5 On Your Side

Boost energy efficiency to cut expenses

Posted November 1, 2010 4:59 p.m. EDT
Updated November 1, 2010 6:39 p.m. EDT

According to a new survey more than 80 percent of us now use energy-efficient light bulbs, but there are other ways to boost your home’s energy efficiency.

Many people took advantage of the rebates earlier this year and bought energy efficient appliances and caulked windows and doors. No one wants their money flying out the window, but that's what happens when your home is not energy efficient.

Gina Lamparella replaced her windows, installed an energy-efficient heating system and added insulation to the attic.

"We hope to definitely save money, especially in the winter, on our energy bills," Lamparella said.

“You can probably cut your energy costs by 20 percent or more by adding insulation and energy-efficient heating and cooling equipment," said Dan DiClerico of Consumer Reports.

You can save even more if you qualify for Federal Energy Tax Credits that are set to expire at the end of the year.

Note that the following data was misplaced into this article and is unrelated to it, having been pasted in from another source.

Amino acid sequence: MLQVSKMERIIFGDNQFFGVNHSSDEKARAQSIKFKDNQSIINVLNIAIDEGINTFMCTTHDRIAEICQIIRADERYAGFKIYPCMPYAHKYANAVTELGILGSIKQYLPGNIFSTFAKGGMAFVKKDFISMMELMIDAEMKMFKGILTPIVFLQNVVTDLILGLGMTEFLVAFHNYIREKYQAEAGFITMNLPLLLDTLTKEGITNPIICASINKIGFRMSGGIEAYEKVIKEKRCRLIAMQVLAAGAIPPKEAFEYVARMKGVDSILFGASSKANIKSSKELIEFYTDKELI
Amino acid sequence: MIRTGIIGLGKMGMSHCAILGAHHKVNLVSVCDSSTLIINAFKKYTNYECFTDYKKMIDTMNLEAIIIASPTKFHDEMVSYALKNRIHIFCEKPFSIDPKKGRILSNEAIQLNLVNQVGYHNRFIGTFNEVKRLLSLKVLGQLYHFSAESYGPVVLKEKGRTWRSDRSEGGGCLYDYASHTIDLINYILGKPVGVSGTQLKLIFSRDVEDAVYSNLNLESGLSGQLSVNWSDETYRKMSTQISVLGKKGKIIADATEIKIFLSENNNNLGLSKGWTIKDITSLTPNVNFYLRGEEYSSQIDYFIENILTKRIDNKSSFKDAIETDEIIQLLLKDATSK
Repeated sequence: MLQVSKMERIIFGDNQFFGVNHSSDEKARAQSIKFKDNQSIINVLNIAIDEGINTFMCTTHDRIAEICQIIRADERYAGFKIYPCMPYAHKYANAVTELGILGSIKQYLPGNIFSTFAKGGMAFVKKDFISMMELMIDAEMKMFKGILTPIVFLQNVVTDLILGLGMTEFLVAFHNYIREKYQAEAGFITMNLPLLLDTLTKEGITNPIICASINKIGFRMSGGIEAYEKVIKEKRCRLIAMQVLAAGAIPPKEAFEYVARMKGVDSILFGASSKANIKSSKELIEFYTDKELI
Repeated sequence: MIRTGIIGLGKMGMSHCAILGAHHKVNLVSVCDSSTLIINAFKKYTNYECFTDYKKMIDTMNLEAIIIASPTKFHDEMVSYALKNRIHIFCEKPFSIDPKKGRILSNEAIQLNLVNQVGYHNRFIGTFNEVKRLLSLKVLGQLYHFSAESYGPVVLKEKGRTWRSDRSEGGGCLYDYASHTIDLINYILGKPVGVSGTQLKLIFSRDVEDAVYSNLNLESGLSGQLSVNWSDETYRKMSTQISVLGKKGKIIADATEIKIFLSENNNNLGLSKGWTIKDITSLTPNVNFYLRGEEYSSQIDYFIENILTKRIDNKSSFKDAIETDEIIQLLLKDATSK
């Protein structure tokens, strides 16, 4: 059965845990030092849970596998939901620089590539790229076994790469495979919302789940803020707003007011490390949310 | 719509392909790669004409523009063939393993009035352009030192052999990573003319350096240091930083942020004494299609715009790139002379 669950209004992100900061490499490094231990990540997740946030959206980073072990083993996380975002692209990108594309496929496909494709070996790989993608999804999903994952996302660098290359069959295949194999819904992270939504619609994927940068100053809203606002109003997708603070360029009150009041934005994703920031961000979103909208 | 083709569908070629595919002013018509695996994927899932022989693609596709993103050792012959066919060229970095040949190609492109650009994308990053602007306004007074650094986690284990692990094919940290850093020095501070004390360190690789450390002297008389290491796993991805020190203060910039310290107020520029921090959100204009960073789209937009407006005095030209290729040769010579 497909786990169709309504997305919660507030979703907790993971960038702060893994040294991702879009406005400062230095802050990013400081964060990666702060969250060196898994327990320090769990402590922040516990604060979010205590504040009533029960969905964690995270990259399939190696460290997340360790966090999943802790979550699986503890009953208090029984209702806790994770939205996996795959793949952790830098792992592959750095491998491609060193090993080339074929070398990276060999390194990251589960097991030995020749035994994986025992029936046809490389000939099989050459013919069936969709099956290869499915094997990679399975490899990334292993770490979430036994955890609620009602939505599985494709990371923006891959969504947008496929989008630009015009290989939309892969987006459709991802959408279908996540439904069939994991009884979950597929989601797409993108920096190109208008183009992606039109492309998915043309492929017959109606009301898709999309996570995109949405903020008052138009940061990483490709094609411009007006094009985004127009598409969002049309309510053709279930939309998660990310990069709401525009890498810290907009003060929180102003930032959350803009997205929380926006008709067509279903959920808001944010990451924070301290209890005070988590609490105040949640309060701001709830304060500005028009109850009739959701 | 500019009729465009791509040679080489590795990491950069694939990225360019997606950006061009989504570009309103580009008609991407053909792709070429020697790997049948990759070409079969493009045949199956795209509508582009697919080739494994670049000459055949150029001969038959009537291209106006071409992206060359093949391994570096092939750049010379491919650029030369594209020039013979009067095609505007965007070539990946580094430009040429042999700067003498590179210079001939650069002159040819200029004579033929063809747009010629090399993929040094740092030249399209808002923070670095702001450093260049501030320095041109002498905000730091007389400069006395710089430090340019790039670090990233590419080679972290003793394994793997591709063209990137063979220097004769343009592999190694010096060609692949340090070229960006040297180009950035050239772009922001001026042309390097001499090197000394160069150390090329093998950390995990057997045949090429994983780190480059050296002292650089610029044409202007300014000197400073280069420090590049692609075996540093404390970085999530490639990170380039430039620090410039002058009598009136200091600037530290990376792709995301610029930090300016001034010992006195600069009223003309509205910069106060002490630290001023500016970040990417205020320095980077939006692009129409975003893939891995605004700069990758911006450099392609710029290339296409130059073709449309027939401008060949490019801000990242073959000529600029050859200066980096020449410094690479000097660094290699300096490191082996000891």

You can get a 30 percent tax credit of up to $1,500 on energy-efficiency improvements such as windows and insulation.

“There are also federal energy tax credits available until 2017 for renewable energy systems, such as geothermal heat pumps and small wind turbines," DeClerico said.

You can also save energy by making simple changes around your own home.

"Five to 10 percent of your home's electricity goes to devices that continue to draw power even when they're not in use," said DeClerico. So unplug power "vampires" like your coffeemaker and your cell phone after it's fully charged.

There are other easy savings techniques such as switching out light bulbs to energy efficient CFLs, Consumer Reports says you'll save nearly $60 over the life of the bulb.

Do your wash in cold water. Tests show your clothes will still get clean and it will save $60 a year.

Adjust thermostat temperatures by five to 10 degrees at night and when you're not home. A programmable thermostat makes the task easier and can trim as much as 20 percent off your heating and cooling bills.

Consumer Reports says another way to save energy is to reduce the brightness when you watch TV. Consumer Reports says it can really save to switch to the mode called "home use."

Also stop pre-rinsing dishes before you put them in the dishwasher, it wastes water and energy.

And check the federal tax credits for information on what applies and how they work.